Dragon Age Inquisition is a heck of an apology for Dragon Age II. It’s like a neighbour caught letting their dog defecate in your garden making amends by buying you a house. No, make that a range of houses, endlessly, until you’re forced to say “For God’s sake, please stop buying me houses.”
Whereas Dragon Age II was small, rushed and repetitive (although saved from total disaster by a wonderful cast of characters). Inquisition is a vast, sprawling, pure fantasy epic, BioWare’s grandest creation since their isometric days. It isn’t their best, lacking a certain level of refinement to put it up there with Mass Effect 2 and Knights of the Old Republic. Nevertheless, there is an awful lot to celebrate here, so like dogged adventurers approaching the wyrm’s glittering horde, we’d best press on.
Inquisition begins with an explosion, which is always a good way to get the ball rolling. At a temple known as the Conclave, where a peace summit between an army of rebel mages and the Templar order supposed to control them is being held, a thunderous detonation destroys the entire building, rips a hole in the sky, and causes demons to start dribbling through smaller tears in reality at every corner of the realm. That’s why you always switch your cauldron off before you leave the hovel. Your character is the only survivor of the resulting devastation, discovered with a glowing green mark on his hand which, conveniently, makes him the only person capable of closing these rifts. Consequently he becomes first the figurehead and ultimately the leader of the Inquisition, an ancient order rekindled anew for the purpose of sewing the world back together.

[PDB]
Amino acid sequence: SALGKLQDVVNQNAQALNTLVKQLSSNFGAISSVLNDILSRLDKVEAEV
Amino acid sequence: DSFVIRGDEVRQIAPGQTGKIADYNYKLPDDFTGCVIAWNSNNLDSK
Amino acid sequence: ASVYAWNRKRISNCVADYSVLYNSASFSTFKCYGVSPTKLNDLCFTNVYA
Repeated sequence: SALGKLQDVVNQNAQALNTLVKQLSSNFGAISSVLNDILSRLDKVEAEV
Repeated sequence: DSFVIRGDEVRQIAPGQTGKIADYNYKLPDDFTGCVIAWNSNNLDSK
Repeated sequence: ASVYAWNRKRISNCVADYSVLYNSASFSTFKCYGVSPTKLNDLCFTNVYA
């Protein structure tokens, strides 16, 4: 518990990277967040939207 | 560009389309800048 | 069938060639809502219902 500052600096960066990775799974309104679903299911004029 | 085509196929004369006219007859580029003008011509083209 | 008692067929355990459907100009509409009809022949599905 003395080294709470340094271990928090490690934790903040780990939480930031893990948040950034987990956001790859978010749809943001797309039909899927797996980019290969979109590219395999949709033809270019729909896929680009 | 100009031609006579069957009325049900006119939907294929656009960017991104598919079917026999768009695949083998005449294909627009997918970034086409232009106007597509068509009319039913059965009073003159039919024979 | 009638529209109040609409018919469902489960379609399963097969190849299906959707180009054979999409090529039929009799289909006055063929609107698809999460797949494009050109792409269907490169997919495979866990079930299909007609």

It’s a vigorous opening for such a huge RPG, if a somewhat dizzying one. It deals the player an uppercut of lore before escaping with the plot and leaving you struggling to your narrative feet. Alongside the Inquisition, rebels, mages, and another realm filled with demons, there are at least three countries, a half-dozen additional organisations, and goodness knows how many characters who you need to register and understand if you’re to stand any chance of comprehending Inquisition’s gargantuan fantasy drama.
There’s a reason why Inquisition moves through these seemingly significant plot points with such relative speed, and once the game reveals its motivation, everything falls into place retroactively. Still, in the moment the pacing feels very strange, and it doesn’t help that, when the introductory sequence is over, Inquisition drops you into an enormous starting area and shouts “go explore!” without a great deal of context.
So here’s a little context. Inquisition isn’t so much the story about you, or about your party, as it is the entire organisation itself. It begins as a disparate bunch individuals thrown together by fate and viewed with suspicion by every other major faction in the world, and gradually gains their allegiance, spreading its influence throughout the realm. BioWare communicate this broader focus in multiple ways. Key characters expand way beyond the party which accompanies you in missions, with several returning from previous Dragon Age games. Your base of operations, high in the Frostback mountains, becomes increasingly busy and visibly more powerful as you recruit more people to your cause. The primary currency of the game isn’t coin or experience, but power, which you earn through various means we’ll get into shortly. Power is exercised at the war table, the nerve centre of your organisation. Here you converse with advisors, send out spies, diplomats and armies on operations, select which story missions to proceed on, and scout out environments to explore.